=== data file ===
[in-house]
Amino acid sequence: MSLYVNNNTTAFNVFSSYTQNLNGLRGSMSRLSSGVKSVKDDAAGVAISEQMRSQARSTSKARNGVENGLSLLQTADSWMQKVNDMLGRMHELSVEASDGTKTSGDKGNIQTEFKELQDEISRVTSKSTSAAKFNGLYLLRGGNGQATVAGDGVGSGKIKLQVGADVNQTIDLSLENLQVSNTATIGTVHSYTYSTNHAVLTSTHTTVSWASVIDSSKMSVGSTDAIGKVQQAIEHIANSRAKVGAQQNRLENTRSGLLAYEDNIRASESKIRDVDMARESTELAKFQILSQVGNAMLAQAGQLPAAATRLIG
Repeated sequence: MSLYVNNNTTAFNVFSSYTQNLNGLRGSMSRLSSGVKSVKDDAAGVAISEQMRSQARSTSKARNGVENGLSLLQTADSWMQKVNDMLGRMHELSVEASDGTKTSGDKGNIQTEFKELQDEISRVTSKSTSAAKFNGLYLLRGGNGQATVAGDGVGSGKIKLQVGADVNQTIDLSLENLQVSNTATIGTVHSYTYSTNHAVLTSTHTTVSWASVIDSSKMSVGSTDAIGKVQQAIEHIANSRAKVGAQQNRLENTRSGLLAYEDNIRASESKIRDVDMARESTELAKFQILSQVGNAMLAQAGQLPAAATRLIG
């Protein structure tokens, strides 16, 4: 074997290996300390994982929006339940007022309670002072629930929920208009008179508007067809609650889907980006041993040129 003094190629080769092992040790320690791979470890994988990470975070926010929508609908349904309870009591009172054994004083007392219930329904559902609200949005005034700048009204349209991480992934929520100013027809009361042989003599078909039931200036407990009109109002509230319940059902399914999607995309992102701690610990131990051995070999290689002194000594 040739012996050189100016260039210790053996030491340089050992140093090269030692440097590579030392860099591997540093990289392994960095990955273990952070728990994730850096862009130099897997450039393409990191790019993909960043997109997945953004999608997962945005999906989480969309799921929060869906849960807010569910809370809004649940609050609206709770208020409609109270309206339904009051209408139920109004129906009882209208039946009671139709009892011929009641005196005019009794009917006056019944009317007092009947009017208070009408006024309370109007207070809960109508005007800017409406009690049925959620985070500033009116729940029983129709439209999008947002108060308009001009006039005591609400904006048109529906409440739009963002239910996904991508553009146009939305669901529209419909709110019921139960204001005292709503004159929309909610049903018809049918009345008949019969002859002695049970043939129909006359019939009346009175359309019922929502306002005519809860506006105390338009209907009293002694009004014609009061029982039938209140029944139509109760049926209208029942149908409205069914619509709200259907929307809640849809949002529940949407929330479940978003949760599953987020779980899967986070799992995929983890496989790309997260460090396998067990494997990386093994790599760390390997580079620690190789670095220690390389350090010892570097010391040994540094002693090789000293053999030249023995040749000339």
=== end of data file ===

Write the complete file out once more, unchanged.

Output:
[in-house]
Amino acid sequence: MSLYVNNNTTAFNVFSSYTQNLNGLRGSMSRLSSGVKSVKDDAAGVAISEQMRSQARSTSKARNGVENGLSLLQTADSWMQKVNDMLGRMHELSVEASDGTKTSGDKGNIQTEFKELQDEISRVTSKSTSAAKFNGLYLLRGGNGQATVAGDGVGSGKIKLQVGADVNQTIDLSLENLQVSNTATIGTVHSYTYSTNHAVLTSTHTTVSWASVIDSSKMSVGSTDAIGKVQQAIEHIANSRAKVGAQQNRLENTRSGLLAYEDNIRASESKIRDVDMARESTELAKFQILSQVGNAMLAQAGQLPAAATRLIG
Repeated sequence: MSLYVNNNTTAFNVFSSYTQNLNGLRGSMSRLSSGVKSVKDDAAGVAISEQMRSQARSTSKARNGVENGLSLLQTADSWMQKVNDMLGRMHELSVEASDGTKTSGDKGNIQTEFKELQDEISRVTSKSTSAAKFNGLYLLRGGNGQATVAGDGVGSGKIKLQVGADVNQTIDLSLENLQVSNTATIGTVHSYTYSTNHAVLTSTHTTVSWASVIDSSKMSVGSTDAIGKVQQAIEHIANSRAKVGAQQNRLENTRSGLLAYEDNIRASESKIRDVDMARESTELAKFQILSQVGNAMLAQAGQLPAAATRLIG
């Protein structure tokens, strides 16, 4: 074997290996300390994982929006339940007022309670002072629930929920208009008179508007067809609650889907980006041993040129 003094190629080769092992040790320690791979470890994988990470975070926010929508609908349904309870009591009172054994004083007392219930329904559902609200949005005034700048009204349209991480992934929520100013027809009361042989003599078909039931200036407990009109109002509230319940059902399914999607995309992102701690610990131990051995070999290689002194000594 040739012996050189100016260039210790053996030491340089050992140093090269030692440097590579030392860099591997540093990289392994960095990955273990952070728990994730850096862009130099897997450039393409990191790019993909960043997109997945953004999608997962945005999906989480969309799921929060869906849960807010569910809370809004649940609050609206709770208020409609109270309206339904009051209408139920109004129906009882209208039946009671139709009892011929009641005196005019009794009917006056019944009317007092009947009017208070009408006024309370109007207070809960109508005007800017409406009690049925959620985070500033009116729940029983129709439209999008947002108060308009001009006039005591609400904006048109529906409440739009963002239910996904991508553009146009939305669901529209419909709110019921139960204001005292709503004159929309909610049903018809049918009345008949019969002859002695049970043939129909006359019939009346009175359309019922929502306002005519809860506006105390338009209907009293002694009004014609009061029982039938209140029944139509109760049926209208029942149908409205069914619509709200259907929307809640849809949002529940949407929330479940978003949760599953987020779980899967986070799992995929983890496989790309997260460090396998067990494997990386093994790599760390390997580079620690190789670095220690390389350090010892570097010391040994540094002693090789000293053999030249023995040749000339």